It’s Imperative To Have The Right Financial Advice For Aged Care Accommodation

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Before helping a client, family member or yourself to move into an aged care facility it is imperative to obtain the correct financial advice. I had an experience this week with a client that really shocked me and highlighted how important this is. My client Margaret, lives in the family home and has been on a disability pension for many years.  Her father suffers from Alzheimer’s Dementia and has been in care since July this year, in a facility where Margaret had signed an agreement to pay a (RAD) Refundable Accommodation Deposit of $550,000.  The Centrelink form submitted for her father showed assets of $90,000 (excluding the family home) which put him into the partially supported category.
Margaret and her brother, with advice from their solicitor and accountant, were going to sell the family home (valued at just over $1M) and use $550,000 from the proceeds to pay the RAD to the facility, and use rest of the proceeds to purchase a smaller home for Margaret to live in.

Margaret soon realised that the current facility was unable to meet her father’s care needs as he needed a dementia secure facility. She was referred to me by a carer to look for alternative and more suitable accommodation. When Margaret told me the plan to sell the family home the following Saturday I was completely shocked! Although I am not a financial planner I do understand the rules around aged care legislation.  I referred Margaret immediately to an Aged Care Specialist Financial Planner and his first response was to take the property off the market as he understood the consequences for the father and Margaret would not be good if they followed their plan.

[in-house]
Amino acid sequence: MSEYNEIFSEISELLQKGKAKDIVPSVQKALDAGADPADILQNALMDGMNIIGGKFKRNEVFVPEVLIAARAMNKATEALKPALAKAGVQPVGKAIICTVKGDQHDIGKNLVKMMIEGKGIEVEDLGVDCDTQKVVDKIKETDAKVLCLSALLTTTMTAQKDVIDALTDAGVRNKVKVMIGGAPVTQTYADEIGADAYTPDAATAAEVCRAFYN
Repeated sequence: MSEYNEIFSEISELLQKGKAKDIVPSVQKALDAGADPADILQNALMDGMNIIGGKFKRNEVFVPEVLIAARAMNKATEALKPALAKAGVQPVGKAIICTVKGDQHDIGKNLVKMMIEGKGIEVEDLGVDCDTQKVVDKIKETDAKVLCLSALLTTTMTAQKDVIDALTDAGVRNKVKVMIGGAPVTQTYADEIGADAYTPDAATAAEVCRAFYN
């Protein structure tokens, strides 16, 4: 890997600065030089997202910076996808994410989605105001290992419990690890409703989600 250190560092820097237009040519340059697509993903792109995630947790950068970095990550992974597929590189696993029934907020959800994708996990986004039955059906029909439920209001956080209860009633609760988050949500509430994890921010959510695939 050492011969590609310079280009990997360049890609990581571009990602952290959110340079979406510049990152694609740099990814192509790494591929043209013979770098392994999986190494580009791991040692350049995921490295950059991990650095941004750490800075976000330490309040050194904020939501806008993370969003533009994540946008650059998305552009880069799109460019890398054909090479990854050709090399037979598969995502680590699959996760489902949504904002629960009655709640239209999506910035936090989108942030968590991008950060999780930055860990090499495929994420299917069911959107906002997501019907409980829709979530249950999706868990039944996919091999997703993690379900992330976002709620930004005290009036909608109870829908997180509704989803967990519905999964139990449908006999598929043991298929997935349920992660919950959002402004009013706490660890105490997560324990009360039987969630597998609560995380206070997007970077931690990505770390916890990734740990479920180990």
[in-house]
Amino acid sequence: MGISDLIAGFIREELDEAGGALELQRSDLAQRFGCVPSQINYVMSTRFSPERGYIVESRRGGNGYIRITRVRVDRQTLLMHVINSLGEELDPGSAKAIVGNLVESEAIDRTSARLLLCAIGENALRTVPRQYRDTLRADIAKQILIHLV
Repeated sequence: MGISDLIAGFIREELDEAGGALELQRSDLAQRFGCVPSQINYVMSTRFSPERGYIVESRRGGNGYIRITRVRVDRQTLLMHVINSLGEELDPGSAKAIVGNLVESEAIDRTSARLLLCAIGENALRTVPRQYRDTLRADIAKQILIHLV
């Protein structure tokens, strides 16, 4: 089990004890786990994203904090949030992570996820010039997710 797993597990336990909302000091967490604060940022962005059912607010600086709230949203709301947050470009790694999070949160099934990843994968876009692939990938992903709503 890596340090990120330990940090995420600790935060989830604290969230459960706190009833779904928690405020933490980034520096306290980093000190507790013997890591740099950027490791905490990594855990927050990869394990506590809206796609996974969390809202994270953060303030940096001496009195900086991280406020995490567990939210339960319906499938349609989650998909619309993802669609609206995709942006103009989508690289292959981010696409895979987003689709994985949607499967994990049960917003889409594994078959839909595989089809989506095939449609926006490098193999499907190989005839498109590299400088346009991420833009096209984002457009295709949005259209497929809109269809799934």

Firstly, the house is a ‘protected’ asset as Margaret has been living there for over five years on a Centrelink Pension. Margaret did not have the authority to purchase another property with funds from the sale of her father’s property while he is residing in aged care, even though she had Power of Attorney, as it would not be deemed as using his money for a purpose from which he will benefit, as the law decrees.  Secondly, the assets from the property sale would be attributed to her father resulting in him losing most or all of his pension. As he was already deemed a partially supported resident he could not pay more for his accommodation. Thirdly, Margaret would have nowhere to live!
The story has a happy ending as I was able to find accommodation in a dementia wing of a lovely facility with her father as a partially supported resident and NOT paying a RAD. Margaret had been badly advised about paying the RAD as well, and she now knows she is entitled to live in the family home for the rest of her life.  It was a close call.

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